It’s been an interesting week full of, well, I’ll just say, surprises. Overall it’s been good. I’ve had time to think and re-imagine my life. In March I’ll be going back to school after almost 10 years off. Time sure creeps, huh? Aside from school, I’ll be focusing on writing, and hopefully, somehow, keeping food on my cat’s plate—because thats the most important thing, or so he tells me, and he only eats the primo shit. No Friskies for this cat.
I’ve been working on Dead Like Stars again, hopefully I will finish it for real this time. It’s hard to get started, mostly because I know the work that awaits within. Black pools of swamp that I must wade through, purify, and somehow polish into something that fits with the rest of the book. It shouldn’t be this hard, but I’ve been building it up in my head so it’s become this epic, looming mountain I must conquer.
I’m approaching it cautiously, bit by bit, and as I sink into the familiar narrative, I’m surprised to discover some of it isn’t all that bad. I won’t say it’s good, because what does that even mean? Good is subjective and whimsical. However, speaking of good…
I’ve been reading Ursula K. Le Guin’s, “Lathe of Heaven.” It’s amazing, and I can’t stop scribbling in her margins, micro-printed notes, hearts—little smiley faces. I’ve probably underlined a third of the book.
I love how she handles character, each with their own unique tics, speech patterns, and styles of observation. I know this is something that is supposed to be standard in novels, but so often I feel it is something writers either ignore or do sloppily. I also really enjoy the way she peppers in backstory, unobtrusively with so many interesting and beautiful images and observations.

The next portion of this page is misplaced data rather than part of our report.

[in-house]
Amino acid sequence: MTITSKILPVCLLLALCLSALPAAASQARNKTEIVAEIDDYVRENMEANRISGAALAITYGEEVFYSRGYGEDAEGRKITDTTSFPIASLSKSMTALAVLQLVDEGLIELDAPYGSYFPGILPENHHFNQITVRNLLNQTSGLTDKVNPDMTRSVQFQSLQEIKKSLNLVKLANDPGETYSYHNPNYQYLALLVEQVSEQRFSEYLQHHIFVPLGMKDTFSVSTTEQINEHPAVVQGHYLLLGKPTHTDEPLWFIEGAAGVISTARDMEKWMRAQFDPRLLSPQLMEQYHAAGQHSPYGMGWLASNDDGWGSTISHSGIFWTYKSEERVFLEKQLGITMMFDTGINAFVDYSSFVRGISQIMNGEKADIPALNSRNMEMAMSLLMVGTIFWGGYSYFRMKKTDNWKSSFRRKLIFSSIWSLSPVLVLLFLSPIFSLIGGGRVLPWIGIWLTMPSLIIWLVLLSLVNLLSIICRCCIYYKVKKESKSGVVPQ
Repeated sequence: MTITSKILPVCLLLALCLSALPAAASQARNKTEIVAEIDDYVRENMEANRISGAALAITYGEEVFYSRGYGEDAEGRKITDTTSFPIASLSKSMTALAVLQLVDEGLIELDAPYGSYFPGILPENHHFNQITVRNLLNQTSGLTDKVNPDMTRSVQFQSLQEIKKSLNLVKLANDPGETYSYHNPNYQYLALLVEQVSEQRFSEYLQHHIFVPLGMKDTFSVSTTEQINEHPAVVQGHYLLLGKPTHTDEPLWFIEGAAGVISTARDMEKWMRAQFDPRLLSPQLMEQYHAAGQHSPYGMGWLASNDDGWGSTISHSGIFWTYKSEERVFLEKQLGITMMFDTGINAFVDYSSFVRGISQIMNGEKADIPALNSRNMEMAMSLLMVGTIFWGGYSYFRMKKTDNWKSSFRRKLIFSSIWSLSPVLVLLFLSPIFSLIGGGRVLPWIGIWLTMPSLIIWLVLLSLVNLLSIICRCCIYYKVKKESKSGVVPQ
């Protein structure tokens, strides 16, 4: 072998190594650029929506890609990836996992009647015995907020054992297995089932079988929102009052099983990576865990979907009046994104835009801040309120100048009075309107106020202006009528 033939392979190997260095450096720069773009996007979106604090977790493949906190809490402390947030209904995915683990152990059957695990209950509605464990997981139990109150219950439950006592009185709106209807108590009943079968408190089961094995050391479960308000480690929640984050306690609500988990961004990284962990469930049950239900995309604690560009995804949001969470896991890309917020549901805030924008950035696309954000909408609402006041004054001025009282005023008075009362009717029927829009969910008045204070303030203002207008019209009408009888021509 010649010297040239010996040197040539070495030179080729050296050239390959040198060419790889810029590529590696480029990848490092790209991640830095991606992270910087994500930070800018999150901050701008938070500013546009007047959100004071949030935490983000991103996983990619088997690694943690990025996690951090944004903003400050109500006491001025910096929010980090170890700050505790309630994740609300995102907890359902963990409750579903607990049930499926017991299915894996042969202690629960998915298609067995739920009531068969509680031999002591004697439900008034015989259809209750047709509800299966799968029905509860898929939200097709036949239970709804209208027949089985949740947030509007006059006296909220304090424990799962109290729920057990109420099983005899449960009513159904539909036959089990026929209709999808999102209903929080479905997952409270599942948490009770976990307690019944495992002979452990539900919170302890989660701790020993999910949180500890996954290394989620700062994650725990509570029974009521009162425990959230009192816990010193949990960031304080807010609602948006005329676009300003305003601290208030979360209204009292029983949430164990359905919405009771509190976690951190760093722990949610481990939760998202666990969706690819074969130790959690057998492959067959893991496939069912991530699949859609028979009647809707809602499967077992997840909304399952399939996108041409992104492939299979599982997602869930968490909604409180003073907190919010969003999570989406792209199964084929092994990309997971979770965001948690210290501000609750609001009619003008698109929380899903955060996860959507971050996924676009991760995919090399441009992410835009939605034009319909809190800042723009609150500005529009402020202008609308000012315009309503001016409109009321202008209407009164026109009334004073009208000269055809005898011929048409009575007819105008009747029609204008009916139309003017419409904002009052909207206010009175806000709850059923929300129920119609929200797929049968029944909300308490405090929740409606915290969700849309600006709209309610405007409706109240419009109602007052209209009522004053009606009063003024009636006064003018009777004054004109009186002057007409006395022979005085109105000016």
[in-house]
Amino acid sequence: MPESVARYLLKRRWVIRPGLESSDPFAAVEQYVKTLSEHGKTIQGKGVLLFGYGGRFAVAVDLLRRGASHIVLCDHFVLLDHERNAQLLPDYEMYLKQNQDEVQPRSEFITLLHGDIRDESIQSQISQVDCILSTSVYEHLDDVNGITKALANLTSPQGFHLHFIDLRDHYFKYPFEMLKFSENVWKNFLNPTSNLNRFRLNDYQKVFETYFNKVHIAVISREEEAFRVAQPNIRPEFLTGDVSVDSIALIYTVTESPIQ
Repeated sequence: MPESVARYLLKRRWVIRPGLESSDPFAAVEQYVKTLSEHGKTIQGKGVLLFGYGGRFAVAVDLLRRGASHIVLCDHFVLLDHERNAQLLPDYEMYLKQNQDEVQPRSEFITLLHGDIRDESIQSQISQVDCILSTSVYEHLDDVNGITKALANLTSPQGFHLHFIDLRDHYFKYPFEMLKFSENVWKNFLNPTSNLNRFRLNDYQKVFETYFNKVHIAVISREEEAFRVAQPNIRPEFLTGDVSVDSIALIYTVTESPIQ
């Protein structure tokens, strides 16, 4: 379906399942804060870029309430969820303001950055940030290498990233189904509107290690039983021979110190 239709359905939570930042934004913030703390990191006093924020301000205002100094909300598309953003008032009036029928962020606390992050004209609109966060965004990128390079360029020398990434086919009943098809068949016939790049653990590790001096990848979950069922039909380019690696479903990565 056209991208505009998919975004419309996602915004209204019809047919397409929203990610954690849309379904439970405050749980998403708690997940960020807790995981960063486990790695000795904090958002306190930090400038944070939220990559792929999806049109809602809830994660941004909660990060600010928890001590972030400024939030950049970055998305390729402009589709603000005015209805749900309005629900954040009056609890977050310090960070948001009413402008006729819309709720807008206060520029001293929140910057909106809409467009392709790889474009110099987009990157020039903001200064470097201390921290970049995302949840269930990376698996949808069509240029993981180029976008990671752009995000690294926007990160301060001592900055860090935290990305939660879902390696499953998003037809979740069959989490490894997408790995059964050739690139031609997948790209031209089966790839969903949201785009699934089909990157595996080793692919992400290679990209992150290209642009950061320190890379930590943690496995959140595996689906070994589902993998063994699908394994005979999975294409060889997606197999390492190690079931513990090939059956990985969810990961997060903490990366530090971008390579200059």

Another thing I found interesting, there have been a few places where I was jostled out of the story. Wait, you say, that’s a bad thing, right? You would think so, but no. It’s awesome. One example:
Early in the book, there’s a scene where one character, relaying a dream he’s had about his aunt Ethel, says: She was “usually disguised, the way people are in dreams sometimes; once she was a white cat, but I knew she was Ethel.”
It doesn’t seem like much, but upon reading that line, I laughed out loud and exclaimed, “SO TRUE!” (I also underlined it, and put a heart in the margin, in case you were wondering.) Why did I love this bit so much? Because it happens to me often. The strangest shit happens in dreams. I’ll have a dream where I’m doing something with my husband, but he’s also my sister, but at the same time he’s a parrot.
Until I read this book, I had never really thought about it, even though my dream diary is full of instances just like this. It never would have occurred to me to include something like this in my fiction. It’s details like these that make books fun. They draw parallels in our lives and add meaning—they create freakin’ connections. They add realism. In that moment it is real, and you and the character share a secret.
Anyway, that’s just one example, and not even the best one, and as I’ve said, it’s all subjective. Either way, go get a copy. It’s a great book, especially if you’re a writer. Once I finish, I’m going to immediately read it again, there’s so much to learn!
Haven’t read it yet? Please do, and after you’ve had your ‘conversations’ in Ursula Le Guin’s margins, please, tell me all about them!
Also, moderately interesting, I may have given Ursula Le Guin a fan letter last week. It was just like grade school: handwritten, folded into a little rectangle, complete with a smiley kitty face. I thrust it into her hands and ran, then I nervous-cried the whole way home. *facepalm*
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